Broker Check

Business Owners

We care about your bottom line as much as you do.


Many owners of small businesses know their companies inside and out. Yet, they rarely know one critical fact – how much their company is actually worth on the open market.

Determining the true value of a business, a process called “business valuation,” is not just important when the owner is looking to sell the company. It’s also important for other reasons:

  1. Business succession planning: Savvy business owners often arrange to transfer shares to a partner or heir (after a “triggering event,” such as death, disability or retirement) through a buy-sell agreement, which is often funded with life insurance. But before the owner can identify the buyout price (and thus, know how much the buy-sell agreement needs to be funded with), the value of the business must be determined.
  2. The IRS needs to know the value of the business: At the death of the business owner, the value of the business will be used to help determine estate taxes and tax basis for any future sale.

To obtain a business valuation, business owners may wish to contract with a professional appraiser to provide an opinion that will be viewed as independent and objective with the IRS. The resulting business valuation then may be used in a variety of planning applications – for example, enabling the owner to sell the business at a higher sales price, or for the business owner or his or her heirs to pay less in taxes after the sale of the business or the death of the owner.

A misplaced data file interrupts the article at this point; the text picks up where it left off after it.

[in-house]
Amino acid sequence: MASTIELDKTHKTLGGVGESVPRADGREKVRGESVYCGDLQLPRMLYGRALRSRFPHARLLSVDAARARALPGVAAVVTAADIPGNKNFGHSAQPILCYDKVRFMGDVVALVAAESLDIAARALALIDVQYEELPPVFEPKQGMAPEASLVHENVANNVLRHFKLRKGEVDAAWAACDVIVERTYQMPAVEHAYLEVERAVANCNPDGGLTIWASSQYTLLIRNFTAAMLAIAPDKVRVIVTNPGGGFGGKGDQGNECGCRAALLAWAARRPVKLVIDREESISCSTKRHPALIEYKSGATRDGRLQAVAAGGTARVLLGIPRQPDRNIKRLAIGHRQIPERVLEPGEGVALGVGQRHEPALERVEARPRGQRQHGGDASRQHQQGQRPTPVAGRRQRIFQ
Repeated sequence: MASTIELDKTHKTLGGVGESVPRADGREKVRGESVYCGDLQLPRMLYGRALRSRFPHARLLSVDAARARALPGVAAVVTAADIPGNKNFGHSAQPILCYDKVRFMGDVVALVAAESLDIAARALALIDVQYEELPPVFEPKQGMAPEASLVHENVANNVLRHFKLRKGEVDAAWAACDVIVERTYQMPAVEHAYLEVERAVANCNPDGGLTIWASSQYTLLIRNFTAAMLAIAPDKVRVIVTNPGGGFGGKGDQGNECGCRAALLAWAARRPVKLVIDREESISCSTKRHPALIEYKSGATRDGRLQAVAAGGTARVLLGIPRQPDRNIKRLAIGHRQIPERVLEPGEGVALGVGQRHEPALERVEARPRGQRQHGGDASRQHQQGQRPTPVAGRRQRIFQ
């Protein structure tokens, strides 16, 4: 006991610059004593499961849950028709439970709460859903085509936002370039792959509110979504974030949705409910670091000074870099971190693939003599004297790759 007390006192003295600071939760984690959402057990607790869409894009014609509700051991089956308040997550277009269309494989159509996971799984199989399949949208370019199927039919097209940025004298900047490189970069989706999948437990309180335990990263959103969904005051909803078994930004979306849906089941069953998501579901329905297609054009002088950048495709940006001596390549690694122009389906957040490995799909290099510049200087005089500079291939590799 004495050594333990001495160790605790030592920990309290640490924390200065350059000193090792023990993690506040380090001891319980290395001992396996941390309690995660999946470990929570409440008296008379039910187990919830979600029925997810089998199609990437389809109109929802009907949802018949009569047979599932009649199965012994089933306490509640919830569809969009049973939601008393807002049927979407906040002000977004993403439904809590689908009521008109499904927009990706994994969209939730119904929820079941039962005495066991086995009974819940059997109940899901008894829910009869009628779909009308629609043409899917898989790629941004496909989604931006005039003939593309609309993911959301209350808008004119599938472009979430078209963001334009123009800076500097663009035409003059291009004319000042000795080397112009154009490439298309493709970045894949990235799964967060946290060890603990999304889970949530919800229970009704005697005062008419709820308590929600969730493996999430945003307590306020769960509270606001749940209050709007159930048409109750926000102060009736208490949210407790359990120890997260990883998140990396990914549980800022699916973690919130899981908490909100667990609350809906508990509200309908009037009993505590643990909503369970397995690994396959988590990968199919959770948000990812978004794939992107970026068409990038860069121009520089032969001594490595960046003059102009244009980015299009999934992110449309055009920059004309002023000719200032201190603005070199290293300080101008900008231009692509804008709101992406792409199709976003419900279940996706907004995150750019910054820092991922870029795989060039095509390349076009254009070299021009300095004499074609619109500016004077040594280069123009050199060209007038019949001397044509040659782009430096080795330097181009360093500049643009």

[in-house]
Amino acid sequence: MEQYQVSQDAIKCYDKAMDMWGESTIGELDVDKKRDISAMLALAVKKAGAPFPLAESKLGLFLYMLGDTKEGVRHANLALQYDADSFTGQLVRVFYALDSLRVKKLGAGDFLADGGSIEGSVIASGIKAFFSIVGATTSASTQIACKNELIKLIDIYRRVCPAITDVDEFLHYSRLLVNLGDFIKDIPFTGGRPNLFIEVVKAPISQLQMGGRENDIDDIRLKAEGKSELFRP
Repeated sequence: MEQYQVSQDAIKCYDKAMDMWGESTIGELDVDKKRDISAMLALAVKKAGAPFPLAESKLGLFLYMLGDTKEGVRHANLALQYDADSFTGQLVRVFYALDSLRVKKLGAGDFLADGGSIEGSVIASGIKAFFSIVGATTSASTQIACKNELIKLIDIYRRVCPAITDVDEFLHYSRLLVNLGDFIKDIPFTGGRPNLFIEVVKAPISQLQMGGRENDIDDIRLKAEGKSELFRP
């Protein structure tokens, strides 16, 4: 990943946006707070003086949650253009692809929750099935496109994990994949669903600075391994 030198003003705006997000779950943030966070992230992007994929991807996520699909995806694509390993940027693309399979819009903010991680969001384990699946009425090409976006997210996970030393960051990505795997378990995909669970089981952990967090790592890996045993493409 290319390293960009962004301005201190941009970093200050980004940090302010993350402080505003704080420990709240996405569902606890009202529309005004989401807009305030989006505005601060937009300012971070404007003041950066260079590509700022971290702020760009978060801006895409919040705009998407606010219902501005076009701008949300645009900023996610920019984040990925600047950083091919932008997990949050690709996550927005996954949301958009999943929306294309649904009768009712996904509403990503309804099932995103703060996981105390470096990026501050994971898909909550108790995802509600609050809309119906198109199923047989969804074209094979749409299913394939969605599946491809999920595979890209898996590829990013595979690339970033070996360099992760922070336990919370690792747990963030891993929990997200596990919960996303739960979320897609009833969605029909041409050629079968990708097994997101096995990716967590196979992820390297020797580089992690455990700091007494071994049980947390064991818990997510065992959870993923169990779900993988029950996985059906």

The goal of valuing a business is to arrive at a clear and supportable estimate of what the fair market value of the business is. Fair Market Value is defined as:

“…the price at which the property will change hands between a willing buyer and a willing seller, neither being under any compulsion to buy or to sell and both having a reasonable knowledge or relevant facts.”


On an accounting level, the most basic measure of worth is book value – defined as balance sheet assets minus liabilities. However, most businesses are sold at prices greater than book value, because the balance sheet shows assets at original cost minus accumulated depreciation, not true replacement value. For example, suppose a piece of machinery was purchased for $50,000 five years ago and the accumulated depreciation is $15,000. Consequently, the balance sheet carries this machine at a value of $35,000, even though it could cost substantially more to replace at current prices. Therefore, book value may not provide an accurate indication of fair market value.